LGMD and Access to Genetic Diagnoses, A Novel Approach.

Other
Virtual
William Lowery, MD, LGMD-1D DNAJB6 Foundation

Abstract: Limb girdle muscular dystrophies are among a
subset of rare genetic disorders, usually caused by a
monogenetic variant. There are many barriers to arriving
at a genetic diagnosis including patient and physician
knowledge and comfort with new technology, availability of
sponsored testing, geographic availability of testing and
referral to appropriate specialists upon genetic testing.
The foundation has been able to surmount these issues
with the help of sponsored testing, social media,
telemedicine and up to date medical education focused on
the individual’s journey.
PROCESS:
Methods: From July 2020 to July 2021 we were able to
get referrals from a variety of LGMD social media sites,
foundations and national meetings (via ZOOM) for
assistance in undiagnosed LGMD persons from around
the US and Canada who were eligible for sponsored
testing (the majority from underserved areas). In many
cases our educational quarterly newsletter generated
referrals.
Inclusion: Patients’ clinical features had to
include confirmed neuromuscular signs: Gower’s sign, or
some degree of proximal weakness which was true in all
cases. Neuropathic features were included for
completeness in a differential diagnosis and further
genetic testing where needed. Suspected mitochondrial
disorders could not be tested due to lab limitations but
were addressed with individuals as they arose.
The process: In conjunction with their local medical team,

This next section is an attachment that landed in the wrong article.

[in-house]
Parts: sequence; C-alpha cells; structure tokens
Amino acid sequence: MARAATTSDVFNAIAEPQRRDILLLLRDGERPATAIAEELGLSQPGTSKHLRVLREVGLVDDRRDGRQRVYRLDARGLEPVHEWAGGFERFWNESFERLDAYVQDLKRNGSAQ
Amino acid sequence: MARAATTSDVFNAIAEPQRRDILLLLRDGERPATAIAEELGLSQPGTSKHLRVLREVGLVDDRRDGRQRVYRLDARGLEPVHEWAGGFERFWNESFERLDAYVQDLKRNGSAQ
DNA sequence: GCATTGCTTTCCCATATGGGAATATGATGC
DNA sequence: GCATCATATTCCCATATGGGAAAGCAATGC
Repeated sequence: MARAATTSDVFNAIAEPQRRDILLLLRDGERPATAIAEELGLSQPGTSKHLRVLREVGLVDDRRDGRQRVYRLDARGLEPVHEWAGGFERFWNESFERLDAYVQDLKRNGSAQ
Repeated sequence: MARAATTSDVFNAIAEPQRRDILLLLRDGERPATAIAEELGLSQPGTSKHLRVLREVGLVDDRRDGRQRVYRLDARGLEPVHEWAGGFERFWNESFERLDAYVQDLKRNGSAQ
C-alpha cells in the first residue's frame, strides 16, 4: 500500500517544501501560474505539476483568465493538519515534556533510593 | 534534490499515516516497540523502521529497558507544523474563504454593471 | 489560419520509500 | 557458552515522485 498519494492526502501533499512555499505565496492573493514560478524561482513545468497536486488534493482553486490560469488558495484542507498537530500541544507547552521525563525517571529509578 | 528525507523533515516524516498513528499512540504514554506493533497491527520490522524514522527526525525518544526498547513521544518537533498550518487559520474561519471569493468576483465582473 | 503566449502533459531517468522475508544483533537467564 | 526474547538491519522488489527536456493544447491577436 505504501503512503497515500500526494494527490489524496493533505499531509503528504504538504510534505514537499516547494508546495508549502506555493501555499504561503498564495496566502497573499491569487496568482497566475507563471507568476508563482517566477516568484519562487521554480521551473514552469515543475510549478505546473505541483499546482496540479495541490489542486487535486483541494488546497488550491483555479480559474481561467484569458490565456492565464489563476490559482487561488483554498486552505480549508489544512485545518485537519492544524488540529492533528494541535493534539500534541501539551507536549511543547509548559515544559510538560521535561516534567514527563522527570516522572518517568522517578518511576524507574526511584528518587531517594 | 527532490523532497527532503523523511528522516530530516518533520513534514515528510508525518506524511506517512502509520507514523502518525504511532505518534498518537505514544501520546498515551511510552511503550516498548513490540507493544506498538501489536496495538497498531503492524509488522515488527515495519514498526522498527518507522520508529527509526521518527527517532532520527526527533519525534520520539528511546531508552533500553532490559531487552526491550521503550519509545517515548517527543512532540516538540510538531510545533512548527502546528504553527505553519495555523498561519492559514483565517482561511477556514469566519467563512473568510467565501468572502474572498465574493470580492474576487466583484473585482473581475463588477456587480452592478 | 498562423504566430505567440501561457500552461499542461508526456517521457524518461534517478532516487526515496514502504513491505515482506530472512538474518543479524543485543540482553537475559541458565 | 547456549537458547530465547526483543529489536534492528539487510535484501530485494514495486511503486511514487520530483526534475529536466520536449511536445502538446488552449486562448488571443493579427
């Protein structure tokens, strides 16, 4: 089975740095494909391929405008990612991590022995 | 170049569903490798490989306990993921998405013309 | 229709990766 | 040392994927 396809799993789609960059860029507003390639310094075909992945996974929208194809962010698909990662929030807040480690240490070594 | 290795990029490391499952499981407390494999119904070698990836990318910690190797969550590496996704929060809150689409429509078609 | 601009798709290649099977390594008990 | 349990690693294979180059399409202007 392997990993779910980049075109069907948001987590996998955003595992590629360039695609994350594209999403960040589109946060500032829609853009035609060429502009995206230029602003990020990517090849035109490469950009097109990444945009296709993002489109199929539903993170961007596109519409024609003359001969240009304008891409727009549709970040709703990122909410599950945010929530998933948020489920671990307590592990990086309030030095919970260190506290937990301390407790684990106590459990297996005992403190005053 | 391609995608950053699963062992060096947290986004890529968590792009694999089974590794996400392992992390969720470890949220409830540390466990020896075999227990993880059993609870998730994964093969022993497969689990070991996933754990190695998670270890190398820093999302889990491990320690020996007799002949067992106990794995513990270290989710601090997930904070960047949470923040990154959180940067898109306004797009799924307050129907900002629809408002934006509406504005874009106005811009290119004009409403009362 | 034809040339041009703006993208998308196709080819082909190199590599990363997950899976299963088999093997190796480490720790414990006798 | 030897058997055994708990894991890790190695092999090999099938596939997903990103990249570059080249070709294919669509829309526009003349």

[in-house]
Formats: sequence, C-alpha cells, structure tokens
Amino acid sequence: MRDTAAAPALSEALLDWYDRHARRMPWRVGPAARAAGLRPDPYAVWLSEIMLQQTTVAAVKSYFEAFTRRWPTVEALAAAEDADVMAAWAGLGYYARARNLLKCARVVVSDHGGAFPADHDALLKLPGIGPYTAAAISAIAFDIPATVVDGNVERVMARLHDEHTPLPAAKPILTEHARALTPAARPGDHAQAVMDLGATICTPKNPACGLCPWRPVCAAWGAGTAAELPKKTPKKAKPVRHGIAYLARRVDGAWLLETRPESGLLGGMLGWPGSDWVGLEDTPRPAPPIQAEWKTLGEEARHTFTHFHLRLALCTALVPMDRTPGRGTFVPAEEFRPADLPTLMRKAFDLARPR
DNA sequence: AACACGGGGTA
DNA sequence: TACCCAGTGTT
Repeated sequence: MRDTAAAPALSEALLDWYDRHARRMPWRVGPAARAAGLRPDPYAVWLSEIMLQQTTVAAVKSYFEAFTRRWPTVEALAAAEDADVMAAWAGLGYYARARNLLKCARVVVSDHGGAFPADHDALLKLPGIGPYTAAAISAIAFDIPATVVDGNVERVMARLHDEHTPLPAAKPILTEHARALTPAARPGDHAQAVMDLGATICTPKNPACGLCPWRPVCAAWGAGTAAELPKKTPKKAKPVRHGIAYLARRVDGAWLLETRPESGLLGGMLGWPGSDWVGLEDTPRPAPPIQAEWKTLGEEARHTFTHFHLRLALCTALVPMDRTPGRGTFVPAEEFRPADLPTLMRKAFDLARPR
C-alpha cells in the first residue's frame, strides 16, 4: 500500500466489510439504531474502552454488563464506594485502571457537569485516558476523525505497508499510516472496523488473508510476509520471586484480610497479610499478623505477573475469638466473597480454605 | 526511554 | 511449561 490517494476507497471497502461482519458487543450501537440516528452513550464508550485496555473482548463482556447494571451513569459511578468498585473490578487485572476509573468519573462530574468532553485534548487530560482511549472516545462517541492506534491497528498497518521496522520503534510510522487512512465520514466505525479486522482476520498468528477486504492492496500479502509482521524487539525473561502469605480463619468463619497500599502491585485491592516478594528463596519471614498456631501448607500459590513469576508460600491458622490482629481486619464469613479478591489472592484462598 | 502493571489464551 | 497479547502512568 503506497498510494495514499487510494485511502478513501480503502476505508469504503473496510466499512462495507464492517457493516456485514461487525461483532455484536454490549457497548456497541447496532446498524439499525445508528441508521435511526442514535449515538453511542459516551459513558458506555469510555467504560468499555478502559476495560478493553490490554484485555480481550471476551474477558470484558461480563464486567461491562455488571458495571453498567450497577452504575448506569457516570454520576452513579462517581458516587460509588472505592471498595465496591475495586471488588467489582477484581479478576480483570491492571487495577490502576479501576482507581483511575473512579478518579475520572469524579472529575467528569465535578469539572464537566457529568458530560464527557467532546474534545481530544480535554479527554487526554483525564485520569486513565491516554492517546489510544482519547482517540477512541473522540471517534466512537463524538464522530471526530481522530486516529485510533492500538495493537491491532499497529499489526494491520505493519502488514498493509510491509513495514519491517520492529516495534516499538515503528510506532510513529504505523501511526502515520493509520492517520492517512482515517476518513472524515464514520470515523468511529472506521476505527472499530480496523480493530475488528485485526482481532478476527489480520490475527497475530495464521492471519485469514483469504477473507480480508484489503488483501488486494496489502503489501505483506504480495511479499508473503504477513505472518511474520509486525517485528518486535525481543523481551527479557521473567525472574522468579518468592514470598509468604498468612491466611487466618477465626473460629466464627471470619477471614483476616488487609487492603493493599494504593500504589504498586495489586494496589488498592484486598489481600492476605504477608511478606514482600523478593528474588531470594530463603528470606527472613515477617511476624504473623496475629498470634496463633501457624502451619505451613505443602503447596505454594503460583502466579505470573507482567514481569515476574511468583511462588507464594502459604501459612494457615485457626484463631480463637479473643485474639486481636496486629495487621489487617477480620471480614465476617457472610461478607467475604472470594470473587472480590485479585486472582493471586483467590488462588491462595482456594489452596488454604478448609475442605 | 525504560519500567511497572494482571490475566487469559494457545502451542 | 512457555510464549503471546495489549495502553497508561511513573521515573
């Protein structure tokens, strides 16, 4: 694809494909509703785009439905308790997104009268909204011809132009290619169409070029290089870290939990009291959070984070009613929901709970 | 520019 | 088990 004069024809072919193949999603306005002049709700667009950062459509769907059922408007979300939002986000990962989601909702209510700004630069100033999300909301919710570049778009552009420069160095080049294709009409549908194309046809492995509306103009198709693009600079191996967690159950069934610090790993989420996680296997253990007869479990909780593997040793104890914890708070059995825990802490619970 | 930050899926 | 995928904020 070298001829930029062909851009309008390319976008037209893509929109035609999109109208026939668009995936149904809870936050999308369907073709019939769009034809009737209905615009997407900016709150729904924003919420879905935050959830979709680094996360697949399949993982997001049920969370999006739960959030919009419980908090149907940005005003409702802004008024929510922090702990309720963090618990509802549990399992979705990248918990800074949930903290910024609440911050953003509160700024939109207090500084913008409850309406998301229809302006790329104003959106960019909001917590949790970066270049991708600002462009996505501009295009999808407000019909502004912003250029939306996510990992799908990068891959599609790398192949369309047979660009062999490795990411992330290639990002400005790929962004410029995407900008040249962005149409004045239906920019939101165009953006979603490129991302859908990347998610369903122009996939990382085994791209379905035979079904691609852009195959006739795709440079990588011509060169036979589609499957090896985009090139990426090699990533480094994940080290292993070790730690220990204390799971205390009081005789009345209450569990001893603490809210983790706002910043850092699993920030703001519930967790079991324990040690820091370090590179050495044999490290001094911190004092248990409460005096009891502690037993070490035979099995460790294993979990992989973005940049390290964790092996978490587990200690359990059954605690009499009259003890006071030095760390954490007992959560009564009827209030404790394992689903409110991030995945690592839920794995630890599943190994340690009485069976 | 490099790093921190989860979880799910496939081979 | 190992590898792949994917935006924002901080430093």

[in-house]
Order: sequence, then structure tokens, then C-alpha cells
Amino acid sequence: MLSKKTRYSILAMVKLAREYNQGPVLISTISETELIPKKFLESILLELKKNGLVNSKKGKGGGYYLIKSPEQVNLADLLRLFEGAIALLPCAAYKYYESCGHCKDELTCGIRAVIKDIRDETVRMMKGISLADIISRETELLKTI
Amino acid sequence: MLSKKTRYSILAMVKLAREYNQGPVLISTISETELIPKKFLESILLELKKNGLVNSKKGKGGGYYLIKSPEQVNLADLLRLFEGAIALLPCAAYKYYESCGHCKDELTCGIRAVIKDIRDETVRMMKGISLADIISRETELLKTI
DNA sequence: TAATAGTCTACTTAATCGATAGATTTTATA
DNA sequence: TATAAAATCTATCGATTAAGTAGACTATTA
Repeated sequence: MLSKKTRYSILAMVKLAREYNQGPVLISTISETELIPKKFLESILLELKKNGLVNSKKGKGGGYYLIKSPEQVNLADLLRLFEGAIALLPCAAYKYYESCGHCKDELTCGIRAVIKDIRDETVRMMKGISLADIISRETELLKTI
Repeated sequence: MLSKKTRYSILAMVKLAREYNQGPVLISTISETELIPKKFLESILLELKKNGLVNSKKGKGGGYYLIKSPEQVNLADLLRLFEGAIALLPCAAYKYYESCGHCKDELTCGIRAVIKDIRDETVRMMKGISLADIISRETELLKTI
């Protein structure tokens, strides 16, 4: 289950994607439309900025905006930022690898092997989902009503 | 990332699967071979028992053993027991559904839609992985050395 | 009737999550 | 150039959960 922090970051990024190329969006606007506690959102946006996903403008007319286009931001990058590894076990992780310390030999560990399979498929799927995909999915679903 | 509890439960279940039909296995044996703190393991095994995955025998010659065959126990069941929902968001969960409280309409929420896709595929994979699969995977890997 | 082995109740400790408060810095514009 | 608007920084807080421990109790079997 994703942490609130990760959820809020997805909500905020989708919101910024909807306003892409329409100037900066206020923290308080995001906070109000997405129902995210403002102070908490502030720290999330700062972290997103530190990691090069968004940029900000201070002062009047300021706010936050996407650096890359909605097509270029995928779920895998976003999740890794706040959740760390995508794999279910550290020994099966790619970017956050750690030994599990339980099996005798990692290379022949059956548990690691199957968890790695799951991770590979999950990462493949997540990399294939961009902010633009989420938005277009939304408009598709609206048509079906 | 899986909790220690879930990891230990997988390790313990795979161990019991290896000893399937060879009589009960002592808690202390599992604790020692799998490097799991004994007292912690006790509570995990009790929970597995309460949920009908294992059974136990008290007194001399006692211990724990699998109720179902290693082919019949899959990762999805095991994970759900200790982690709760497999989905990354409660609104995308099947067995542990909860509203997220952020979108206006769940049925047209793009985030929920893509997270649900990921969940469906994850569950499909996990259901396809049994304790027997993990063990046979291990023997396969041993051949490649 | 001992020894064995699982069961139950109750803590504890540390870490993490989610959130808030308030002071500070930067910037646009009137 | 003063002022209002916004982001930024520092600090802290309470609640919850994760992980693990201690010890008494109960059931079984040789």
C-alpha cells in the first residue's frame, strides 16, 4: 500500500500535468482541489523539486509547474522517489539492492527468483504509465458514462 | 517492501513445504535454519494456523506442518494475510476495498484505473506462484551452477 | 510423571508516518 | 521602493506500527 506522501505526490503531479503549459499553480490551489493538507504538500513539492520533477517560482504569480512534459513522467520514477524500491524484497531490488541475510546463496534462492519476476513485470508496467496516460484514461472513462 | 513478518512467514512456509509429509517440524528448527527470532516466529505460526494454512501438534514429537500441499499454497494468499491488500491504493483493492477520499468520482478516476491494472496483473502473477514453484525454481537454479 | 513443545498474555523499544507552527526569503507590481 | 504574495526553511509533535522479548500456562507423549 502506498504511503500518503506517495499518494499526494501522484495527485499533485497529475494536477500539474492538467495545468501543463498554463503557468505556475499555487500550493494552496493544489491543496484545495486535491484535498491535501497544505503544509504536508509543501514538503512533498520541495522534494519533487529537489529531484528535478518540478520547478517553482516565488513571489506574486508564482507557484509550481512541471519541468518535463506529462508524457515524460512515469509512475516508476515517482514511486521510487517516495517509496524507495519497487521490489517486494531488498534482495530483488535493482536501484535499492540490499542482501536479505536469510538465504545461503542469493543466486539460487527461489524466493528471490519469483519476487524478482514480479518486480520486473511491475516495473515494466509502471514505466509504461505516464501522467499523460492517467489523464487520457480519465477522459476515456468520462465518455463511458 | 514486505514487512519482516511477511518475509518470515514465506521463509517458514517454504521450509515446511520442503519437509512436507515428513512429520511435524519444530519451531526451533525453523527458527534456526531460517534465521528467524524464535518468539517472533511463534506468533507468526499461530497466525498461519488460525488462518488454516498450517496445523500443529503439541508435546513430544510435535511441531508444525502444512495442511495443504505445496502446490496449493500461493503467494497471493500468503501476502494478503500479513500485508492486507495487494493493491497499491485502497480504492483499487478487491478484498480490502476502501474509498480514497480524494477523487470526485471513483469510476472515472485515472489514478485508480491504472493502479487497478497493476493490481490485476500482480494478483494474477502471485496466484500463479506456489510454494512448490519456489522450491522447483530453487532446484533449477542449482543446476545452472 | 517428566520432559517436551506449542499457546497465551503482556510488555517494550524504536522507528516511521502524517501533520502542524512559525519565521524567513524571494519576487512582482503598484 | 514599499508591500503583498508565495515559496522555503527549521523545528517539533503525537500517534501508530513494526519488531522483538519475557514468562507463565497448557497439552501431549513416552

DNA kits for neuromuscular and in some cases
neuropathic panels were mailed to persons and returned
to a central lab.
Results: A total of 134 patients received genetic panel
testing, 89 females and 45 males and the average age
was 45 years (ages 4- 80). Ten patients did not return
tests. Of the 124 who did 38 (28%) had a positive
pathogenic diagnosis not known before . Fifty five (44%)
had 1-8 variants of uncertain significance but the lab felt
these variants were suspicious enough for additional
family testing which was followed up upon as
circumstances allowed for segregation analysis. Twenty
nine patients (23%) had variants of uncertain significance
for which the lab declined any further family testing. Two
patients had entirely negative results. The average
resulted test had 3 variants. Genetic counselling was
available in all cases.
Conclusion: with access to sponsored testing,
social media and telemedicine capabilities, patients
suspected of LGMD can obtain timely and accurate diagnoses.